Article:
OK, as I mentioned in the last post, I had been on three dives before my exceptional viz snorkel session but did not have the opportunity to post pictures. So here goes for the first dive at Swanpool with Thomas Daguerre. Swanpool is a nice little beach but I was sceptical about it, as it is mainly, well, beach. Thomas wanted to try to find some sand-dwelling creatures though and I was up for trying something new so in we went. See him at work below in some seriously murky water! Again, spider crabs were common, sitting still but running away when getting closer, stirring up the sand. There is some sparse seagrass, arranged in thickets parallel to the strandline, some Sand mason worms Lanice conchilega can be seen in the foreground. A Spiny starfish Marthasterias glacialis was eating up a Pod razor shell Ensis siliqua. A little swimming crab hid in the sand, not sure which species.Also, jelly season has started, I saw several Northern Comb Jellies Beroe cucumis. They are exquisitely beautiful and very hard to focus on, which makes for a photographers nightmare. Apart from a Compass jellyfish, I noticed a Blue jellyfish Cyanea lamarcki. It appears to have two parasites, which could be the amphipod Hyperia galba. All in all not a bad dive. Also, I found a frisbee and a decent pair of sunglasses!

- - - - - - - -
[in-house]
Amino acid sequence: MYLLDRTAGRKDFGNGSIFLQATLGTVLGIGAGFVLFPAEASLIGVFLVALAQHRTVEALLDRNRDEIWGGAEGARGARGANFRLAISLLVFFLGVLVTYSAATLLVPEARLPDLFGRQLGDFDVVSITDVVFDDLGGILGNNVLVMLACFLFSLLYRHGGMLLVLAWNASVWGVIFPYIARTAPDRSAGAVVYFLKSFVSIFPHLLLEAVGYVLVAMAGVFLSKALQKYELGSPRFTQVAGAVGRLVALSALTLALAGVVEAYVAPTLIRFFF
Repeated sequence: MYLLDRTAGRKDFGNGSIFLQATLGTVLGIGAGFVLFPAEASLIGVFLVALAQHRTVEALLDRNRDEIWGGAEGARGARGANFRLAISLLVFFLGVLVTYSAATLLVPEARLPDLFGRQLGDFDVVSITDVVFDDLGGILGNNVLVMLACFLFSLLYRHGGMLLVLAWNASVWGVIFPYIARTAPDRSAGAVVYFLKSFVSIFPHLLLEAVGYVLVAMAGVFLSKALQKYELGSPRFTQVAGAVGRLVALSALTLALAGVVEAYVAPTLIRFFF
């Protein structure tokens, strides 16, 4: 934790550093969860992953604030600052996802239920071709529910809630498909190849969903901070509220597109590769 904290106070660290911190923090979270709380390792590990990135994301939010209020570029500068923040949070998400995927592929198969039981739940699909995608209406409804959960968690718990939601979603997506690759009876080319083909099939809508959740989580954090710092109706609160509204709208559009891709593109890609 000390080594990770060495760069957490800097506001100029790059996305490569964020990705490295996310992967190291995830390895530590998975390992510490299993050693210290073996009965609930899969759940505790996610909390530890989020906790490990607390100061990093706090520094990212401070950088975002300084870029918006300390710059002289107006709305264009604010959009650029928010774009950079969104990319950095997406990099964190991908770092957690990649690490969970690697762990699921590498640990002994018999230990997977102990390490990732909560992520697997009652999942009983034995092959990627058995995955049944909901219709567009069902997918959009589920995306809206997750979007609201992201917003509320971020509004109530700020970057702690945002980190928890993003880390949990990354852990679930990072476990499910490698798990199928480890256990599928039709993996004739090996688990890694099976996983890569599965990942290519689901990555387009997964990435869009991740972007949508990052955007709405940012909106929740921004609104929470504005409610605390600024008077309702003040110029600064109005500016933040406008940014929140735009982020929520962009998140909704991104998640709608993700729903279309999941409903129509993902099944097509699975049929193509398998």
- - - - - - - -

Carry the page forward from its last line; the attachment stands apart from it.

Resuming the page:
Last weekend we headed out to the rock pools inbetween Gyllyngvase (‘Gylly’) beach and Swanpool Beach (very close to the usual Castle Beach spot). Very low tides and lots of sun: perfect! As always there were some critters about that I had not seen before. An Orange-clubbed sea slug Limacia clavigera; quite small as the second picture shows:
Another tiny critter, a juvenile Squat lobster (don’t know which species):
A very cool find: a Montagu’s sea snail Liparis montague. This small fish is scaleless and has a sucker on its belly (like the Clingfish). it looks a bit like a tadpole:
A species I had seen darting off once or twice but had never caught is the Sea scorpion Taurulus bubalis (I have found eggs before):
This species is beautiful but voracious (and so I did not want it for my tank); check out the size of its mouth:
It is expertly camouflaged as well: